Recently Reported Healthcare Cost Detail

Keep in mind, the chart we presented a while back, a comparison of how healthcare expenses compare to GDP or take of GDP to pay for it. Still less than 18%. What you are looking at is a finer breakdown of the healthcare costs. What do we want to improve?

Healthcare spending in the U.S. increased by 4.1% in 2022 to $4.4 trillion or $13,493 per capita. This growth rate is comparable to pre-pandemic rates (4.1% in 2019). Although government spending to manage the pandemic led to substantial increases in NHE, these expenditures significantly declined in 2021. Utilization of medical goods and services did rebound. By 2022, top-level patterns in health spending more closely resembled the pre-pandemic period.

The 2022 Health Care Cost and Utilization Report presents data on health care spending, utilization, and average prices from 2018 through 2022 for individuals under the age of 65 who receive health insurance coverage through an employer. The report relies on commercial health insurance claims contributed by CVS Health/Aetna, Humana, and Blue Health Intelligence during this period. The key findings are:

This report examines trends across inpatient admissions; outpatient services; professional (i.e., physician and other clinician) services; and prescription drugs, though prescription drug spending does not reflect manufacturer rebates. We also look at granular trends within each category. All data were weighted to reflect the age, gender, and geographic mix of the employer-sponsored insurance (ESI) population by year. We do not adjust for changes in the composition of services provided over time in our main report. We believe the racial and ethnic distribution of the population in HCCI’s data is similar to the national ESI population. Nationally, Black, American Indian and Alaska Native, and Hispanic populations are under-represented in ESI, so health care costs and use among these groups are likely under-represented in this report’s findings.

In 2022, per person spending among people with employer-sponsored insurance (ESI) exceeded $6,700. From 2018 to 2022, spending per person increased by $1,055 from $5,656 to $6,711 (nearly 19%). As shown in Figure 1, the increase in spending was driven by rising average prices. It grew by 14%. During this period, there was also a cumulative 4% increase in use.

Annual spending per person increased each year from 2018 to 2022 except for 2019 to 2020, which was affected by COVID-19 pandemic. Figure 2 shows that the largest annual increase in spending per person during this time was from 2020–21 (14.9%), reflecting the lower per-person spending in 2020. Annual changes in utilization fluctuated over the five-year window, decreasing from 2019-20 (-7.5%) and again in 2021–22 (-1.2%) following a dramatic increase in use from 2020–21 (12.8%). Average prices grew each year from 2018 to 2022 with annual growth ranging from almost 2% (2020–21) to more than 4% (2019–20 and 2021–22).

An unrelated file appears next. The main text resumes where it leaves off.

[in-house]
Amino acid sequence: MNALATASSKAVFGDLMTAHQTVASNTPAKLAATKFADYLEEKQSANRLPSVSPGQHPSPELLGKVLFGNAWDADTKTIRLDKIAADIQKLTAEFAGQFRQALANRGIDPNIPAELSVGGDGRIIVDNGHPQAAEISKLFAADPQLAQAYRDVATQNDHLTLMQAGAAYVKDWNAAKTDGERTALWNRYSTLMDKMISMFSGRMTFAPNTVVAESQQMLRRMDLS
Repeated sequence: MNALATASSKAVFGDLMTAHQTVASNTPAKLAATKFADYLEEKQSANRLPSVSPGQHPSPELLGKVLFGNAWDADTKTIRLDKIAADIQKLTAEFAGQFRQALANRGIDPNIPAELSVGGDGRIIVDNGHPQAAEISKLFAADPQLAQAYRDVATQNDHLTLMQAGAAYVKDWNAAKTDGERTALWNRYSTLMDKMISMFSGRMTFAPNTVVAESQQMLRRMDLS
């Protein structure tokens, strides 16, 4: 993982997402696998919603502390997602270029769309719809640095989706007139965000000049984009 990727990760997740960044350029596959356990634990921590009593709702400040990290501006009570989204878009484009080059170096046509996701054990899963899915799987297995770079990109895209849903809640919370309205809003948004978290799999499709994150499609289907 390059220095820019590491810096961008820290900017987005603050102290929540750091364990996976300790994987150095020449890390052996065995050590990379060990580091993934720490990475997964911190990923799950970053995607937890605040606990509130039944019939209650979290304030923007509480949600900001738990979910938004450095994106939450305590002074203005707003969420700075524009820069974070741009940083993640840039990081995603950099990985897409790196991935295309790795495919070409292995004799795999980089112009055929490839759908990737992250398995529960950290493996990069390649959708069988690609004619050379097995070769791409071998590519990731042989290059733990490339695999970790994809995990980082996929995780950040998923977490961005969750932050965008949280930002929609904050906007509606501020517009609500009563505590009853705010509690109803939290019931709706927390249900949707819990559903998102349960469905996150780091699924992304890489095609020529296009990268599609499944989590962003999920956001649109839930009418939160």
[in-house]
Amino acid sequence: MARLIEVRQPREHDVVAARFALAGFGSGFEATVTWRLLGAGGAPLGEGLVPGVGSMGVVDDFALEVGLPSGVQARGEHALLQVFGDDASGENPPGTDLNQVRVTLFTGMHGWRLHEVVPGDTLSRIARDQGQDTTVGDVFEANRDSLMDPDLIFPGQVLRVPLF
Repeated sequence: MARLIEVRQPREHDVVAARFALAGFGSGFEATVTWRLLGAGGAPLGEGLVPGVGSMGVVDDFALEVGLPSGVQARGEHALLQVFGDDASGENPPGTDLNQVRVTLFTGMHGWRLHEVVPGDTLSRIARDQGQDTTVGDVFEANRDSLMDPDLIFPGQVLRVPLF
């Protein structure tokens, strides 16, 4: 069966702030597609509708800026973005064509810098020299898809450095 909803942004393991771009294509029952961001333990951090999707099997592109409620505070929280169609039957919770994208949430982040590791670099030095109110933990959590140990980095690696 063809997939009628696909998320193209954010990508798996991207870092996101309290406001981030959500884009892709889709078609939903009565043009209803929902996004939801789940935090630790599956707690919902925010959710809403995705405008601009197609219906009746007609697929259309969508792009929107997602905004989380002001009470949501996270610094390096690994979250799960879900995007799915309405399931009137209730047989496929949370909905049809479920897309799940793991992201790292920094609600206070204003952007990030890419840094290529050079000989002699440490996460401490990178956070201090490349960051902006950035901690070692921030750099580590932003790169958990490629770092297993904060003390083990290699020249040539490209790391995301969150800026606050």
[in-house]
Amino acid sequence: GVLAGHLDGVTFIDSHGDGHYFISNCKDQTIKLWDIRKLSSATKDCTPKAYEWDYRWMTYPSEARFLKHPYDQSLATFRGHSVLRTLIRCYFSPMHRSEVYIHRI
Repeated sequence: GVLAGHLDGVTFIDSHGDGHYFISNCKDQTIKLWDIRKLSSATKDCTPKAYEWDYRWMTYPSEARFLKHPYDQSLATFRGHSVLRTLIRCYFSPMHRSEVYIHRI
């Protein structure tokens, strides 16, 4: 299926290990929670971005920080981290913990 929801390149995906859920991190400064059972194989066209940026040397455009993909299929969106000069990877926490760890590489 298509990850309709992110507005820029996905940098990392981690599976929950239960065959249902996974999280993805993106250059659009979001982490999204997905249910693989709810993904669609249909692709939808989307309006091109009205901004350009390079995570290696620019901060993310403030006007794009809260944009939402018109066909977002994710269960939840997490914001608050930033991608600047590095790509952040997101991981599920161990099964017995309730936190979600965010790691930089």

We adjusted spending, utilization, and enrollment using ESI weights based on age, sex, and geography to develop estimates that were representative of the national ESI population younger than 65.

Annual spending per person grew to $6,711 in 2022, an increase of nearly 19% from 2018. As shown in Figure 3, professional services made up the largest share of per person spending. This was followed by outpatient visits and procedures, prescription drugs, and inpatient admissions. The proportion of per person spending by these four categories has remained relatively consistent over time. Note, the spending on prescription drugs does not account for manufacturer rebates.

Figure 4 shows how average prices and utilization contribute to per-person spending growth by category. Spending increases were largely driven by rising prices. Between 2018 and 2022, average prices increased (14%) overall. Among medical services, average prices for inpatient and outpatient care increased by double digits over the five-year period while prices for professional services increased from 2018–22 by 7%. Average point-of-sale prices for prescription drugs grew by just over 20%; rebates likely offset a meaningful amount of this growth. Note: All numbers presented in charts are available as downloadable data tables. Page 3

Across the service categories, utilization increased by 4% over the five-year period. Inpatient services experienced the only cumulative decrease in use (-11%). In contrast, use of prescription drugs (12%), professional services (8%), and outpatient services (6%) all increased from 2018 to 2022.

Except for a decline from 2019 to 2020, total per-person spending increased each year from 2018 through 2022, as shown in Figure 5. Spending increased $1,055 per person over the five-year period, an average of $264 per year.

Per person spending in 2022 was higher than in 2018 across all service categories.

Figure 6 highlights the growth in each service category. Gross spending on prescription drugs increased $409 per person over five years. This is the largest increase over the five-year period, but the total does not reflect manufacturer rebates, which would offset some of this growth.

Per person spending on facility payments for outpatient services was the category with the second highest increase over the five years. The Per person outpatient spending increased $292 per person from 2018 to 2022.

Per person spending on professional services increased $286 per person over five years, reaching more than $2,100 in 2022.

Spending on facility payments for inpatient admissions increased $68 per person over five years, the smallest increase of the four major categories.

Figure 6 shows that per-person spending was increasing from 2018 to 2019, decreased dramatically from 2019 to 2020, and has increased since.